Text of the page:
Usman Khawaja on struggles with racial sledging in Australian grade cricket
Australia's Usman Khawaja says being racially abused as young players has stopped many overseas-born cricketers from playing for the country.
The 30-year-old, who was born in Pakistan, said such abuse culminated in him not supporting Australia teams.
"Getting sledged by opposition players and their parents was the norm," said Khawaja on the Players Voice website.
"Some of them said it just quietly enough for only me to hear. It still hurt, but I would never show it."
Khawaja became the first Muslim to play Test cricket for Australia when he made his debut against England in 2011. He has scored 1,728 runs in 24 Tests, including five centuries.
"I was brought up to be respectful, humble and polite. But when I watched the Aussie team, I saw men who were hard-nosed, confident, almost brutish," he continued.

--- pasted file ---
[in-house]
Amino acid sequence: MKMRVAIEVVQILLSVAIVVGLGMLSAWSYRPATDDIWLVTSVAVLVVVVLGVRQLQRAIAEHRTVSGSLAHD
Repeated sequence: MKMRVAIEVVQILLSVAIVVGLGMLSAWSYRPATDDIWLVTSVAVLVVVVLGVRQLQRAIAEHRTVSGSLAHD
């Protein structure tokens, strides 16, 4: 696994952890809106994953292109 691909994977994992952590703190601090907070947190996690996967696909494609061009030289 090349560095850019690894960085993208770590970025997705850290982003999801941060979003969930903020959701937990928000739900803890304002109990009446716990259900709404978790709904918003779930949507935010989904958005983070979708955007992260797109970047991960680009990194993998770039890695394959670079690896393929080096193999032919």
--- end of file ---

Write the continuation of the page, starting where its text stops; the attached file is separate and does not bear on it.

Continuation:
"The same type of men who would sledge me about my heritage growing up.
"It is for this reason why so many of my friends, most of whom were born outside Australia, didn't support Australia in sporting contests. I didn't either."
He added: "My point is this: it's no surprise it has taken Australia cricket so long for coloured players to come through the system."
Khawaja, who was the only Asian at first-class level in Australia when he began playing for New South Wales, added that the situation has improved because "youngsters are given a bit more support to nurture and grow as players". He said this is "paving the way for all cricketers from all ethnic, religious and socio-economic backgrounds".
His article ended: "Australian cricket is slowly changing and will finally have a chance to reflect what Australia really is - an international team truly representative of its richly diverse population."